Wall St Journal

By Iffley Road. Posted: August 10, 2015

Reborn to Run: Retro Athletic Wear

A riposte to overdesigned, high-tech-looking gym clothes, classic athletic gear is staging a comeback.

By JONATHAN EVANS - Aug. 7, 2015 6:08 p.m. ET

TYLER HANEY DOESN’T wear neon and black, which is why she launched men’s and women’s athletic brand Outdoor Voices. The gear that was available, she explained, “wasn’t what I was wearing in my real life.”

The brand’s muted color palette—heathery shades of navy and gray—and lack of logos better reflect her taste. And that quieter approach is something she felt was missing in a market where having a piece look innovative is sometimes more important than actual innovation.

Call it covert performance gear. A new generation of activewear designers is embracing the understated aesthetic of years past—think the humble hoodies and sneakers of the ’70s—but with a functionality that meets modern expectations. They feel the high-tech aesthetic (i.e. running tights that look like race cars) which a number of brands subscribe to is superfluous. “So many garments have features that are there just for the sake of it,” lamented Claire Kent, who co-founded running gear brand Iffley Road in 2013. Iffley’s slim Drirelease T-shirts are utterly plain but for a subtle circular logo on the chest. Running gear brand Tracksmith also uses high-tech materials in simple pieces like its single diagonal-stripe T-shirt inspired by an old Ivy League “sashing” ceremony. Co-founder and CEO Matt Taylor resists the throwback label, however. “People think it’s retro because it doesn’t look futuristic,” he said. “I think our stuff is quite contemporary.”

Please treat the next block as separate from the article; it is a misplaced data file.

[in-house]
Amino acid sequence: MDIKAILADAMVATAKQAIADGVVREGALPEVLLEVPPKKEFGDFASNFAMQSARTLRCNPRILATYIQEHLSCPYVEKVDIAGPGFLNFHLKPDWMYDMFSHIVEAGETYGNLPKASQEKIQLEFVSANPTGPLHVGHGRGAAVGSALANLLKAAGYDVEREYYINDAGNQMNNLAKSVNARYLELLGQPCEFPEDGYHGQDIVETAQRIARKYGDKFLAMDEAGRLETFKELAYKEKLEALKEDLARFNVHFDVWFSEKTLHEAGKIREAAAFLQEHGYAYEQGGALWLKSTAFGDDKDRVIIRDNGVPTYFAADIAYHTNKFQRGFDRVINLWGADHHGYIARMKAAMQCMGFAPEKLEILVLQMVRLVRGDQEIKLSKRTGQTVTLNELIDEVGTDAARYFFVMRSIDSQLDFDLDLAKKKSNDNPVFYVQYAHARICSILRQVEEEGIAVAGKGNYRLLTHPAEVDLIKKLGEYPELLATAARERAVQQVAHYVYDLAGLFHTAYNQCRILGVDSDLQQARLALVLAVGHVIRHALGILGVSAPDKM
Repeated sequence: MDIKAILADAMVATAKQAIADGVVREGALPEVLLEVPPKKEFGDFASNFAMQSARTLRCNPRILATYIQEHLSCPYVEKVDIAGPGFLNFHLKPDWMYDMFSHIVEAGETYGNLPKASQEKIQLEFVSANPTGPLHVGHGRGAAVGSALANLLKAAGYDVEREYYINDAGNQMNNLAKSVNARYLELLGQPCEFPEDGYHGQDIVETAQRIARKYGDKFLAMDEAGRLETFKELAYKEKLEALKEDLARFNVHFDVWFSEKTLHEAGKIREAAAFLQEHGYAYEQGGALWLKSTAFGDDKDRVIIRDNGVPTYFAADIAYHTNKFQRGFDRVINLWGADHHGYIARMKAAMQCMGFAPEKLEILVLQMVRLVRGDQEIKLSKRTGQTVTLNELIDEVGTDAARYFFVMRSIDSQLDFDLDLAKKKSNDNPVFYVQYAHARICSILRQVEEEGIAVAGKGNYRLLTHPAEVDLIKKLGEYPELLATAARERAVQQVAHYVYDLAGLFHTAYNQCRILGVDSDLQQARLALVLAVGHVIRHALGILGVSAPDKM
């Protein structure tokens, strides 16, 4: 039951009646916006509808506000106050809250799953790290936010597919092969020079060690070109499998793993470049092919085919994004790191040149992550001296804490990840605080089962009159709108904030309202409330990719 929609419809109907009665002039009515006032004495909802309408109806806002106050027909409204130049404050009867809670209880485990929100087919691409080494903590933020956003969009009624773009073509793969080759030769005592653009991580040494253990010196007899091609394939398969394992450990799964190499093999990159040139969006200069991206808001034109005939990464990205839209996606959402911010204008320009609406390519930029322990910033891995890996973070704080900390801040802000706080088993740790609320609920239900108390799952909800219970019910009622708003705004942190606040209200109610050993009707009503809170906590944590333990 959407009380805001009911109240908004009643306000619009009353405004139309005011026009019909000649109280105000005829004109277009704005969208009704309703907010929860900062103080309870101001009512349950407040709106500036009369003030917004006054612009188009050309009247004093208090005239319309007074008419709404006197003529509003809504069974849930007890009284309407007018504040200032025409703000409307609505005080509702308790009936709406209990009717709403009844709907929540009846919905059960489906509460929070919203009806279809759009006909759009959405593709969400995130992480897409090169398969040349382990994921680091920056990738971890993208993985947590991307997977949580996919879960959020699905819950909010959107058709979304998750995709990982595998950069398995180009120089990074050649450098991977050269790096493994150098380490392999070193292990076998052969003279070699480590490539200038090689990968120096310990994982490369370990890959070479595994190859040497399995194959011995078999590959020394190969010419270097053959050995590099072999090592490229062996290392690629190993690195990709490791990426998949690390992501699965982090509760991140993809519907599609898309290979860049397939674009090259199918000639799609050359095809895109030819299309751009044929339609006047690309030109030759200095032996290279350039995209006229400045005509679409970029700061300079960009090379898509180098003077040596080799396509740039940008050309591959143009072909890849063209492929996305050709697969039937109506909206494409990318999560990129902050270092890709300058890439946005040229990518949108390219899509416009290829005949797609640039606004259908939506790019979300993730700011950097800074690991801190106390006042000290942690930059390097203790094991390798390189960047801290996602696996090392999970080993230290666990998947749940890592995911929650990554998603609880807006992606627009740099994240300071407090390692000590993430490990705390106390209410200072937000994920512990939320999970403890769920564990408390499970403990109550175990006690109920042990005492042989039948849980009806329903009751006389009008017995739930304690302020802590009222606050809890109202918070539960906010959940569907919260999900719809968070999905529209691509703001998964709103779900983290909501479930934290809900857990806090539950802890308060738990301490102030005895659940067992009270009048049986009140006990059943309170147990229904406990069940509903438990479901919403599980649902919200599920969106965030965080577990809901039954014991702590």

Though no covert performance brand would label their wares as “athleisure,” some are simple enough to be adopted by fashion folk. Victory Sportswear’s sneakers—made by the wholesale arm of a respected custom running shoe company started decades ago by Bart Hersey—are sold at stylish retailers like Nepenthes. You can still run in them. Said Victory co-founder Greg Cordeiro, “The people that used to wear Herseys can now wear Victory. It’s the same shoe.”

 

Image, by WSJ, shows our Half-Zip Running T-shirt in Sunset Red

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